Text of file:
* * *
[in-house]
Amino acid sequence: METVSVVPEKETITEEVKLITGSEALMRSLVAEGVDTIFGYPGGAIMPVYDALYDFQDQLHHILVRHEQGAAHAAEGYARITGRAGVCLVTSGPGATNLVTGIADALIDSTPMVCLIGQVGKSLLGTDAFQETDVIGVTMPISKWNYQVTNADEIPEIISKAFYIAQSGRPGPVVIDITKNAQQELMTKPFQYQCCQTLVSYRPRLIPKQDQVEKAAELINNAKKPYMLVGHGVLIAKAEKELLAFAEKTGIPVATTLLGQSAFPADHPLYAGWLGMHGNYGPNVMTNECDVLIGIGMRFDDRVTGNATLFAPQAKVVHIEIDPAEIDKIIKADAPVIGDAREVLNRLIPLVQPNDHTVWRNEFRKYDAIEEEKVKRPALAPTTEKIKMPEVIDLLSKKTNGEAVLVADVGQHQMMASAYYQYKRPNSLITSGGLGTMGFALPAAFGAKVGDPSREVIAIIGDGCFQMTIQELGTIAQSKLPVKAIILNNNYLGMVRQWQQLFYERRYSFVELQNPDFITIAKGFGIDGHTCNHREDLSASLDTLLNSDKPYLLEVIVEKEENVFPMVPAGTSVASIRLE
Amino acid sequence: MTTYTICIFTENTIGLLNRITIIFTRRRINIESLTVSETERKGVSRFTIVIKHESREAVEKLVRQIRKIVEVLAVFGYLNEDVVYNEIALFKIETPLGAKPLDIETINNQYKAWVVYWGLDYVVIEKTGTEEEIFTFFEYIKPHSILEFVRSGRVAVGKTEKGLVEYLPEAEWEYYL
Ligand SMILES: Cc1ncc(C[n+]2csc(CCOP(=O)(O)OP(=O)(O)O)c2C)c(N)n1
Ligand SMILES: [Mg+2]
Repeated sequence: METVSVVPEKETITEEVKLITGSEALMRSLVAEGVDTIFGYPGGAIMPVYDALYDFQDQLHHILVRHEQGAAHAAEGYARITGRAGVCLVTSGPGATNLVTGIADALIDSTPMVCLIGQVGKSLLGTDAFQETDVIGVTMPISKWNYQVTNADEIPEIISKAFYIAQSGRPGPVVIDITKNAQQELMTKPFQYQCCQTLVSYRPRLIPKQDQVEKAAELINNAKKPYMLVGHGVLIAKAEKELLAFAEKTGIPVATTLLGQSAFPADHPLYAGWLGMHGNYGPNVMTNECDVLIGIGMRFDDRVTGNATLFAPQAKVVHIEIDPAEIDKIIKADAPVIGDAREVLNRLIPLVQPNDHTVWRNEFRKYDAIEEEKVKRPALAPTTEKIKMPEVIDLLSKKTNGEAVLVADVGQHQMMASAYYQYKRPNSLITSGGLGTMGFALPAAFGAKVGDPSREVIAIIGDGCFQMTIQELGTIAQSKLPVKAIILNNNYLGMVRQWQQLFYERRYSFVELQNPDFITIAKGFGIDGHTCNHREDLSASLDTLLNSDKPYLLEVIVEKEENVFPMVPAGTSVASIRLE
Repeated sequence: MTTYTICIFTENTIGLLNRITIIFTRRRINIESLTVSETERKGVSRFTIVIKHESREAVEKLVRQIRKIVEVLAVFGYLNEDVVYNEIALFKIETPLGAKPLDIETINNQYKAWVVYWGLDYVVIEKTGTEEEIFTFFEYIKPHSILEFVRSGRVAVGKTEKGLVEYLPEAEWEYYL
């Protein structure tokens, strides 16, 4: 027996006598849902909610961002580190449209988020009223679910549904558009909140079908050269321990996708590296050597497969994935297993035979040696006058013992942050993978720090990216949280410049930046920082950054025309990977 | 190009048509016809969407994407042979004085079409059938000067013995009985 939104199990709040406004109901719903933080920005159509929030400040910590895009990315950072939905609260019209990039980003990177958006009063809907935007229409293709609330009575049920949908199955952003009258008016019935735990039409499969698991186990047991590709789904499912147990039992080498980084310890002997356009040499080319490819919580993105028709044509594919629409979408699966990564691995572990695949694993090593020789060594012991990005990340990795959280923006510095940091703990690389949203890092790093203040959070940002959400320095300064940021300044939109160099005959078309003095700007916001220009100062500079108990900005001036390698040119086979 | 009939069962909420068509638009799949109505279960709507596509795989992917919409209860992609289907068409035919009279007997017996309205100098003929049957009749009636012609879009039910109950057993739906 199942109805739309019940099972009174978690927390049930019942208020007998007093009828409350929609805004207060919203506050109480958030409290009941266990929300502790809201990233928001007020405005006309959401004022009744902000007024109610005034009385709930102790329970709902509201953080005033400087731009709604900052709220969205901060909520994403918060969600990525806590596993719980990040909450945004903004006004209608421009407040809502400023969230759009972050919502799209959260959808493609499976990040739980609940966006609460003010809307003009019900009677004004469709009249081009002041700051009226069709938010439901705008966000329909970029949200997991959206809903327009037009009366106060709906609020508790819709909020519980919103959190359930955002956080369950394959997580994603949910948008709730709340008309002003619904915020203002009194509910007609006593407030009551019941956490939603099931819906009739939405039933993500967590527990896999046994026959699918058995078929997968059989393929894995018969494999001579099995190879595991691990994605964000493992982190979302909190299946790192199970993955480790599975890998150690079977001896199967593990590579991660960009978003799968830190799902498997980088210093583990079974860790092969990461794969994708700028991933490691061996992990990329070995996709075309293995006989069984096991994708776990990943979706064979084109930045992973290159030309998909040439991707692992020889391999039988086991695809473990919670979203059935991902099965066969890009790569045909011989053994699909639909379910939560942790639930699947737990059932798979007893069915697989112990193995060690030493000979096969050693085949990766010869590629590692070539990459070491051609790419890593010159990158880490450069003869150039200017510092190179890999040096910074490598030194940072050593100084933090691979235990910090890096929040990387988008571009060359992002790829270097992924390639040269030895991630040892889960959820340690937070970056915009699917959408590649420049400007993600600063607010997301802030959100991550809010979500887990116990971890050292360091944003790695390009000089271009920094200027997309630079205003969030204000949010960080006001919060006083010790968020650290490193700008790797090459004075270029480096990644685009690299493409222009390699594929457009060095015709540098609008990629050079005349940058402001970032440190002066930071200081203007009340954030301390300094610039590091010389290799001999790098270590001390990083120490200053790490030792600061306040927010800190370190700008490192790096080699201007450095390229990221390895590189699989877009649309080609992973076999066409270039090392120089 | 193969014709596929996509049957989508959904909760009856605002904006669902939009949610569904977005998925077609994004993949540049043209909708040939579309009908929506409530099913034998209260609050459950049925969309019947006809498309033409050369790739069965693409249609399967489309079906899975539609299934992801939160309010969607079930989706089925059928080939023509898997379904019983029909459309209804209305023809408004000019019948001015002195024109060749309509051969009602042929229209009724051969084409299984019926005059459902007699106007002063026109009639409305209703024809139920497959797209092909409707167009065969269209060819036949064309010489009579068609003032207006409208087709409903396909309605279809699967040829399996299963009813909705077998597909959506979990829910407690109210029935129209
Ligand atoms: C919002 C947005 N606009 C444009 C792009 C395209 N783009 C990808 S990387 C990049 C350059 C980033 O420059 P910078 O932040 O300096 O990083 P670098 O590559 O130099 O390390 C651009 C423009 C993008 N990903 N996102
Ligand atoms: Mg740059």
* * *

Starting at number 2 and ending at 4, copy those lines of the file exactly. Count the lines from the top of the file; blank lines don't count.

Amino acid sequence: METVSVVPEKETITEEVKLITGSEALMRSLVAEGVDTIFGYPGGAIMPVYDALYDFQDQLHHILVRHEQGAAHAAEGYARITGRAGVCLVTSGPGATNLVTGIADALIDSTPMVCLIGQVGKSLLGTDAFQETDVIGVTMPISKWNYQVTNADEIPEIISKAFYIAQSGRPGPVVIDITKNAQQELMTKPFQYQCCQTLVSYRPRLIPKQDQVEKAAELINNAKKPYMLVGHGVLIAKAEKELLAFAEKTGIPVATTLLGQSAFPADHPLYAGWLGMHGNYGPNVMTNECDVLIGIGMRFDDRVTGNATLFAPQAKVVHIEIDPAEIDKIIKADAPVIGDAREVLNRLIPLVQPNDHTVWRNEFRKYDAIEEEKVKRPALAPTTEKIKMPEVIDLLSKKTNGEAVLVADVGQHQMMASAYYQYKRPNSLITSGGLGTMGFALPAAFGAKVGDPSREVIAIIGDGCFQMTIQELGTIAQSKLPVKAIILNNNYLGMVRQWQQLFYERRYSFVELQNPDFITIAKGFGIDGHTCNHREDLSASLDTLLNSDKPYLLEVIVEKEENVFPMVPAGTSVASIRLE
Amino acid sequence: MTTYTICIFTENTIGLLNRITIIFTRRRINIESLTVSETERKGVSRFTIVIKHESREAVEKLVRQIRKIVEVLAVFGYLNEDVVYNEIALFKIETPLGAKPLDIETINNQYKAWVVYWGLDYVVIEKTGTEEEIFTFFEYIKPHSILEFVRSGRVAVGKTEKGLVEYLPEAEWEYYL
Ligand SMILES: Cc1ncc(C[n+]2csc(CCOP(=O)(O)OP(=O)(O)O)c2C)c(N)n1